by clicking the arrows at the side of the page, or by using the toolbar.
by clicking anywhere on the page.
by dragging the page around when zoomed in.
by clicking anywhere on the page when zoomed in.
web sites or send emails by clicking on hyperlinks.
Email this page to a friend
Search this issue
Index - jump to page or section
Archive - view past issues
GP Week : Issue 112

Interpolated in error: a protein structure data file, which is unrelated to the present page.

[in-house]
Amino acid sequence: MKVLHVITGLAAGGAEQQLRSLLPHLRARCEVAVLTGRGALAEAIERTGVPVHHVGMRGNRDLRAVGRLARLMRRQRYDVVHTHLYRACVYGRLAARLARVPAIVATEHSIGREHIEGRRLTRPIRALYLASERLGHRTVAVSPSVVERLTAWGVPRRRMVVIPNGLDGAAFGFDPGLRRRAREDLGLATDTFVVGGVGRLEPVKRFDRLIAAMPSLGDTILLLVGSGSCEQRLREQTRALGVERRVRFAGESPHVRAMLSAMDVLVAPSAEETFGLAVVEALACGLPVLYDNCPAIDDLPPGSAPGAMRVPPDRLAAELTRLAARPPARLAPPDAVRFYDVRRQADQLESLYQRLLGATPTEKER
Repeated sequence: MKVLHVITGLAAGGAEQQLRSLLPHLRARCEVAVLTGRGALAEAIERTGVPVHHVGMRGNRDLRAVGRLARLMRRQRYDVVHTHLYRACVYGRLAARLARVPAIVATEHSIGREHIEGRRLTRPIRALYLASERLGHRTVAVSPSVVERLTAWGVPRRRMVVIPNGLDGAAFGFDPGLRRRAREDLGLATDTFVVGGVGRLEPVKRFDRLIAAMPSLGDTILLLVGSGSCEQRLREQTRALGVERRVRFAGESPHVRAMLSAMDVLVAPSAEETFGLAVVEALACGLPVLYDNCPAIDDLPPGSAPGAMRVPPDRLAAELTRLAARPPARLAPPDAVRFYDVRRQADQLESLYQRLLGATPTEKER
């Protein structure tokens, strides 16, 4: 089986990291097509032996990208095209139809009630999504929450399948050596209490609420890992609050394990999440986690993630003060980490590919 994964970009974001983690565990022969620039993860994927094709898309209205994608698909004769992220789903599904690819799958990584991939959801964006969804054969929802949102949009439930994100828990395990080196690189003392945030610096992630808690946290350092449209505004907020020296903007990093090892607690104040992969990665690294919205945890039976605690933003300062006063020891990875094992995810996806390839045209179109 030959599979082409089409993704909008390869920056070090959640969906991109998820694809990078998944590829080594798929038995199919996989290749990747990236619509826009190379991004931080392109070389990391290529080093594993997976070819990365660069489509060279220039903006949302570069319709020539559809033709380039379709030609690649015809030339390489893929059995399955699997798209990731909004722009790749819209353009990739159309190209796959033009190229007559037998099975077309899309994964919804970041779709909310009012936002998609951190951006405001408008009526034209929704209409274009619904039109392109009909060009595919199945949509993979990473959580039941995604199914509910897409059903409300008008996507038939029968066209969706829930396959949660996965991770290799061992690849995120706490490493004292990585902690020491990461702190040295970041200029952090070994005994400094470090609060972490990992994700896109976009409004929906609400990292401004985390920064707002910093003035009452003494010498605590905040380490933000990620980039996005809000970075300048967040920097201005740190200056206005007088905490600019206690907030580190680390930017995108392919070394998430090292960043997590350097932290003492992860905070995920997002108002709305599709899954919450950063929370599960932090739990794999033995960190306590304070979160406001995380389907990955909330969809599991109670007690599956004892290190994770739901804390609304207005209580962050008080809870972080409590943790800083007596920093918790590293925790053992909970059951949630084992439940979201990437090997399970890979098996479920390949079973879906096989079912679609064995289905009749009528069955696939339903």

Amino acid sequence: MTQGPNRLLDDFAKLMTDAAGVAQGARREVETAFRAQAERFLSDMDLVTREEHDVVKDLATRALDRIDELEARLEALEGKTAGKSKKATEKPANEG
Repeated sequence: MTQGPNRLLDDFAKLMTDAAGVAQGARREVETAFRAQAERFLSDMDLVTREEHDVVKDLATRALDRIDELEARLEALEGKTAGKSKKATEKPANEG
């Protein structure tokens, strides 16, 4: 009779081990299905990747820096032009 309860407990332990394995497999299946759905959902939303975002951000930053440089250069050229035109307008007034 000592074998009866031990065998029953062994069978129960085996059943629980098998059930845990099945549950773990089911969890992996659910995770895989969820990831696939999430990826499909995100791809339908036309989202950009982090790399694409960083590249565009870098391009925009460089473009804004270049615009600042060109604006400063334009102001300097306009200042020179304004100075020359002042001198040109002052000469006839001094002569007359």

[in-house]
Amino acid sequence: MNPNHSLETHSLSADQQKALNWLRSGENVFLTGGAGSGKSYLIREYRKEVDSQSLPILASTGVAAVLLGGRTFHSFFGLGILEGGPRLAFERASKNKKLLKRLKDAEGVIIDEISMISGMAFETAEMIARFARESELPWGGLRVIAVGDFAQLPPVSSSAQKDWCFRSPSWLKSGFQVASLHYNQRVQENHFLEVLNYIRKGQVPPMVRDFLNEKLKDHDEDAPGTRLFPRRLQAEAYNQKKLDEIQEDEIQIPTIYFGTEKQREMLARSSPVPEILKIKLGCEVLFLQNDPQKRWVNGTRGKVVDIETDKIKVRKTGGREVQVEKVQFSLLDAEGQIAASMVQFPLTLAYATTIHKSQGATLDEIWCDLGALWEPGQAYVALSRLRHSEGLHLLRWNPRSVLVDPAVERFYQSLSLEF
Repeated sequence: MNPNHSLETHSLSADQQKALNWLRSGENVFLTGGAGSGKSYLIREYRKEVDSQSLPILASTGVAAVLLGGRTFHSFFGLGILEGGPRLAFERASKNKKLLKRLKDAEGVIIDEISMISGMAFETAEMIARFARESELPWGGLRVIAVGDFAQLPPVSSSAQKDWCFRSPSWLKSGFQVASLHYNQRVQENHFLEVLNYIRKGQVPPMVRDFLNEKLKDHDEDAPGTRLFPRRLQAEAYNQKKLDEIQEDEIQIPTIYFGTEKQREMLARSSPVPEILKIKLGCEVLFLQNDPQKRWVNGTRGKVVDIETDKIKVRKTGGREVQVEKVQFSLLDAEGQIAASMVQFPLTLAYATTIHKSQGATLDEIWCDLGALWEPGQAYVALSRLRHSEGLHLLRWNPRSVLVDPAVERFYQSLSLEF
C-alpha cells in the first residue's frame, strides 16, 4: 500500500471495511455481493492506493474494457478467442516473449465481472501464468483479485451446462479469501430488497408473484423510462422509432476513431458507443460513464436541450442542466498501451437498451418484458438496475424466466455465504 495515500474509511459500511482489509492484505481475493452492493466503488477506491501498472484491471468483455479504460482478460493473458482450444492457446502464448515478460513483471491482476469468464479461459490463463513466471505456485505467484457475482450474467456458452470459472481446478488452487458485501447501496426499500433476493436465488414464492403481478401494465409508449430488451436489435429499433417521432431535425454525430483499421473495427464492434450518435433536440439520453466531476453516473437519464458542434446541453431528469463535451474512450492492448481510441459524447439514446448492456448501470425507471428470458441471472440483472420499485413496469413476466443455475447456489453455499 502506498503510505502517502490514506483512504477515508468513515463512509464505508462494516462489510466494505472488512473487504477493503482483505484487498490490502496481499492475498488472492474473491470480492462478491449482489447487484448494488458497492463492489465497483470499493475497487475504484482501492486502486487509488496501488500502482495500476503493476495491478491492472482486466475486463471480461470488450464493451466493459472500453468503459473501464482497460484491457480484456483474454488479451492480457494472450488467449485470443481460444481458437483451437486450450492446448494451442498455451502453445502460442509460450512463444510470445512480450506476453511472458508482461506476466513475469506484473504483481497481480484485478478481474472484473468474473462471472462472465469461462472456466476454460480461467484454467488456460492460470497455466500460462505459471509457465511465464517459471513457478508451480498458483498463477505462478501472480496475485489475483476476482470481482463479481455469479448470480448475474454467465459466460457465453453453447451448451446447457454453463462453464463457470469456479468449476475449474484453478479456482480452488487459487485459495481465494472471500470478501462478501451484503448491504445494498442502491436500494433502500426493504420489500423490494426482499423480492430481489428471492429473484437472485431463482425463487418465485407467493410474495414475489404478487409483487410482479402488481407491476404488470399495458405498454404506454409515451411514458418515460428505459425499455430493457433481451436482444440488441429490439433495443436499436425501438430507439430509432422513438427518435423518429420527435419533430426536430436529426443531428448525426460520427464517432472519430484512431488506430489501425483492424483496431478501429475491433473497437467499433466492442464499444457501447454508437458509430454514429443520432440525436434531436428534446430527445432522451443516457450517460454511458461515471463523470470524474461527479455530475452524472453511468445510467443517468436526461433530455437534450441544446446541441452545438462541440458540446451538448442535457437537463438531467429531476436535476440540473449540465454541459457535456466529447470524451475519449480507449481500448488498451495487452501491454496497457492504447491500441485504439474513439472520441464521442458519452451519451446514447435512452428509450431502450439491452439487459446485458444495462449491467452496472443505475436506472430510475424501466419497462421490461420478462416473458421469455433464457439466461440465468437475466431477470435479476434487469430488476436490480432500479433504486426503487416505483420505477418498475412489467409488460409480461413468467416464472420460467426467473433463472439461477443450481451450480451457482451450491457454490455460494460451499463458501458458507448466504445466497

The event counted for two support championships. This was the second round of the Super 2000 WRC, only open to old generation S2000 cars, and only two of the contenders who appeared in the opening round in Mexico travelled to Jordan. One was Nasser Al Attiyah who had been expected to win the category on that occasion but was excluded for a technical ineligibility after the event, so here he had a mission to fulfil. He immediately took the lead in the SWRC challenge, helped when one of his strongest rivals, Eyvind Brynildsen, went off the road on the second stage of the event and missed the rest of the day. Bernardo Sousa was then driving at a consistent maturity until the moment when he passed Al Attiyah’s Fiesta stranded at the side of a stage with piston failure: "At that moment I was completely distracted, I did not know what to do and shortly afterwards I spun.” He then had shock absorber problems near the end of the rally, but nursed his car to the finish ahead of 17 year-old Karl Kruuda’s Skoda. Gentleman driver Frigyes Turan from Hungary was driving steadily into a most surprised third place when with just two stages from the finish he noticed his car was on fire, and he stopped. Third place then went to Hermann Gassner on his first major drive in a Skoda. Kruuda, the youngest competitor in the series, now finds himself holding a five point lead in the SWRC, ahead of Prokop and Sousa the category winners on the two rounds held so far. This time it only happened once – pressure during the final stage of the penultimate day of a gravel rally to ensure that you gain the optimum restart order position on the final morning. Julien Ingrassia, co-driver for eventual winner Sebastien Ogier, explained: “Before the final stage yesterday we calculated each possibility that might occur. We reckoned at that time that if we wanted to win the event we would have to be at least 20 seconds in front after Stage 12, whether this would be Loeb or Latvala. “ Then of course Latvala and Loeb were busy checking each other’s times and each had slowed down by another 10 seconds or so. The policy for us on Stage 12 was to push all the way, waiting for a decision to be made as to exactly what time would guarantee our safe margin, then slow down only when we would get to the finish of the stage. “When it we confirmed the time of Latvala, we decided push to the end of the stage, and not slow down. We did not know at that time that Hirvonen had problems with his steering, but he was already too far back to be part of the equation for winning. The method by which we got the end-result that evening and then put ourselves in a position of ultimately winning the rally was by the team calculating the time when we must cross the finish line of Stage 12, and give that information to us.” Working equally urgently was the Ford team, as Latvala’s co -driver Miikka Anttila explained: “For us the decision what to do on Stage 12 was simple. We wanted to start the final day running behind Sebastien Loeb – we were lying second at the time. If we started second car on the road, Ogier would incur a time penalty and we would then be the first car, and that would mean we would never ever have a chance to get a podium place. If we ran third car, then we should gain one of the podium places without problem. It was straightforward. “As soon as Loeb finished the stage, out team told us which time we must cross the finish line with. The team does the calculations for us. We knew it would be difficult for driving first car on the road, not only on the first passage but also the second time through the stages. On the second time through the first car loses a lot, then the second car not much at all – on the first passage it needs several cars completely to clean the road, the second time through it just takes one car. “ The same thing happened on both days on this event. We discovered all this last year!” How to gauge a winning margin S2000: Sousa beats the favourite WRC JORdan >> 39